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December 20, 2013
The halftime hustle: Coaches won't miss trek to Candlestick locker room

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Candlestick Park has the slowest elevator in North America. NFL coaches will back me up on this.

At halftime, coaches who watch the game from the booth in the press box must use this elevator to get to the locker room in order to talk to the team and the other assistants. In newer stadiums, there is a bank of modern elevators that deposit those coaches under the stadium only a few yards from the locker rooms.

In Candlestick, there's one, rickety, tortoise-like one that is prone to breakdowns. Not only that, it only goes down two levels. The coaches then must walk through the field-level stands to get to the playing field and then walk -- or more commonly, run -- across the field and into the locker rooms.

Vic Fangio today estimated he has six or seven minutes in the locker room before he has to turn around and make the reverse journey. Fangio said he's able to communicate the same things he can when the 49ers are on the road. Still, he said it's different.

"You don't feel the stress," he said of when the 49ers are on the road. "You know you're going to get up and down at a normal stadium. Here you've got to fight through the crowd, which can be a little bit chaotic at times. It's nobody's fault. It's just a lot of people going up and down those steps. And then you've got the elevator there and you might have to wait for it because there's only one whereas the new stadiums usually have a bank of three or four there."

Here's Greg Roman describing the journey: "You have to get on the elevator and take it down to the main concourse, fight your way through the people getting beer and pretzels and hot dogs, go down the stairs of the first level, get on the field, sprint to the dugout, sprint to the locker room. You've got about five minutes there, and then it's a full sprint back. What does that tell me each week? Man, I've got to get more exercise. I'm breathing really hard by the time I hit that elevator. We all are. We just look at each other and go, 'Whew, we've got to get more exercise.'"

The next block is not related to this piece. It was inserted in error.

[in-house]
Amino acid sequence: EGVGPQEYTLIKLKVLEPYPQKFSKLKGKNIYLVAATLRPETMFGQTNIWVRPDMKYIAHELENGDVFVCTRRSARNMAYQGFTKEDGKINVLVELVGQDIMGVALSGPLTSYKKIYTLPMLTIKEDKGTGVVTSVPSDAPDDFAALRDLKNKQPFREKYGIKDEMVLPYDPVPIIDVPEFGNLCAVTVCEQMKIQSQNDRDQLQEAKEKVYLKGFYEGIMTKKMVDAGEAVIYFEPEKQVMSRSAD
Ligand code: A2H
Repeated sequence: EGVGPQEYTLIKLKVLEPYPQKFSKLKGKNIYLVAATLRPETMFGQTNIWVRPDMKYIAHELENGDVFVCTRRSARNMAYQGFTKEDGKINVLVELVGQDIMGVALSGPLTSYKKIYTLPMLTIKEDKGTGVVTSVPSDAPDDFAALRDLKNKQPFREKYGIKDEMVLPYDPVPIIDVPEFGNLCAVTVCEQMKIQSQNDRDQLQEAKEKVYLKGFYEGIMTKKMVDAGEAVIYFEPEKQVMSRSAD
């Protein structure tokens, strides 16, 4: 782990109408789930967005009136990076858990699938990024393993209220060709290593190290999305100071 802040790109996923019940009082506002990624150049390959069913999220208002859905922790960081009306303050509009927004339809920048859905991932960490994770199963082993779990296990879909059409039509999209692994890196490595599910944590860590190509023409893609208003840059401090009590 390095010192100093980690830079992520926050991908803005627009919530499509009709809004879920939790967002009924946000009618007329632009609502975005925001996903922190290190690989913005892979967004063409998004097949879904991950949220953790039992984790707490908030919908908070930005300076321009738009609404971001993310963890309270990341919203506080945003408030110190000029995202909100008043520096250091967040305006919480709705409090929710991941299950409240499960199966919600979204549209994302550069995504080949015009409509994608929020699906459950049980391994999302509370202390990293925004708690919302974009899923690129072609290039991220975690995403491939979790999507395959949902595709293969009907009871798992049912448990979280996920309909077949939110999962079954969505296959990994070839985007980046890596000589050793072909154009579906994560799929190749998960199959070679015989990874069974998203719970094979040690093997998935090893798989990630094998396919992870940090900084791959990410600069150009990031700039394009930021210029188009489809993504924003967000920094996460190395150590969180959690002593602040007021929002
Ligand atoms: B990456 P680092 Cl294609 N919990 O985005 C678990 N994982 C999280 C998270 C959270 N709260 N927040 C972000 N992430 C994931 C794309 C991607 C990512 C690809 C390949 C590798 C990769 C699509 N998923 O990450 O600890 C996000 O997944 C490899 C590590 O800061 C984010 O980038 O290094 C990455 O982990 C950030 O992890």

Added Roman: "It's interesting. It's definitely part of the lore of Candlestick Park."

Fangio, who was an assistant with the Panthers and Saints when those teams were in the NFC West, said he's never had an issue with the fans as he's made his way through the stands at halftime. He hasn't in the last two and half seasons, either. "Luckily in the last three years, we've been fairly successful at home and the fans have been cordial," he said.

- Matt Barrows



MATTHEW BARROWS

Matt was born in Blacksburg, Va., and attended the University of Virginia. He graduated in 1995, went to Northwestern for a journalism degree a year later, and got his first job at a South Carolina daily in 1997. He joined The Bee as a Metro reporter in 1999 and started covering the 49ers in 2003. His favorite player of all time is Darrell Green.

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